Mercury and Commercial Salmon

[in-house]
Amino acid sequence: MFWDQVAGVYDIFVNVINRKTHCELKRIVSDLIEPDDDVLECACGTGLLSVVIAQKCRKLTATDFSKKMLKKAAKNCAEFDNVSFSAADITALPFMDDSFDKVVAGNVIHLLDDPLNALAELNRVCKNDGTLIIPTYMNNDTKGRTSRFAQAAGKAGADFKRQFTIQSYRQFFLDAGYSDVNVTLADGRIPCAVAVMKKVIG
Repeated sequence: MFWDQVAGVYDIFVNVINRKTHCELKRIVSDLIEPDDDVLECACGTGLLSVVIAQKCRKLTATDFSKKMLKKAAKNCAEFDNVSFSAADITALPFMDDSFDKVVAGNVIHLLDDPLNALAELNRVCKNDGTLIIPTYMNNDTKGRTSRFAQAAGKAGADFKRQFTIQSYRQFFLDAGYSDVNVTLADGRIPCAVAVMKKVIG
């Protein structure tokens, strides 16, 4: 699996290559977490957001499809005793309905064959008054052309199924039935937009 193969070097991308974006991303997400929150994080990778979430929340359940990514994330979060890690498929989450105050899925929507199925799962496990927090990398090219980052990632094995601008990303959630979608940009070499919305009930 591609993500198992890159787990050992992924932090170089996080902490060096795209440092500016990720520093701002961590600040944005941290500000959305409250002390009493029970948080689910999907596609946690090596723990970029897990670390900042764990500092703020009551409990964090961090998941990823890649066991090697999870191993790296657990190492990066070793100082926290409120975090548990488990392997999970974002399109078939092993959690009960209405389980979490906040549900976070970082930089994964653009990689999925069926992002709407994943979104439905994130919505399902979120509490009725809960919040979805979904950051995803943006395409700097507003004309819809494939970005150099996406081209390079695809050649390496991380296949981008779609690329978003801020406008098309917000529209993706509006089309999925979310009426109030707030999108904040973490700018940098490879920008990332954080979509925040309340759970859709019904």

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Commercial salmon is an important source of nutrition for humans in both urban populations and aboriginal peoples. However, mercury contamination in salmonids has been a rising concern not only for the health of humans but for the health of wildlife and ecosystems that are affected by it. Mercury is distributed widely through the environment through natural processes, but anthropogenic processes have been increasing mercury concentrations in the environment to dangerous levels through direct deposition in soil and through atmospheric deposition. In this essay, I will review the processes in which mercury circulated through the ecosystems, how salmon is affected by it, and how the consumption of salmon affects human health. About Salmonids Salmonids is a group of species classified under the family Salmonidae. Salmonidae consists of 5 genera and 14 species primarily residing in the arctic. The family of salmonidae includes salmons, trouts, and chars. A few species of salmonidae discussed in this essay include the sockeye salmon (Oncorhynchus nerca), rainbow trout (Oncorhynchus mykiss), brown trout (Salmo trutta), cutthroat trout (Oncorhynchus clarki), Chinook salmon (Oncorhynchus tshawytscha), and Atlantic salmon (Salmo salar) (Farrell and Steffensen, 2005). Overview of the Circulation of Mercury Inorganic mercury becomes deposited into the atmosphere and soil by both natural processes and anthropogenic processes. Natural processes include volcanic events, breakdown of

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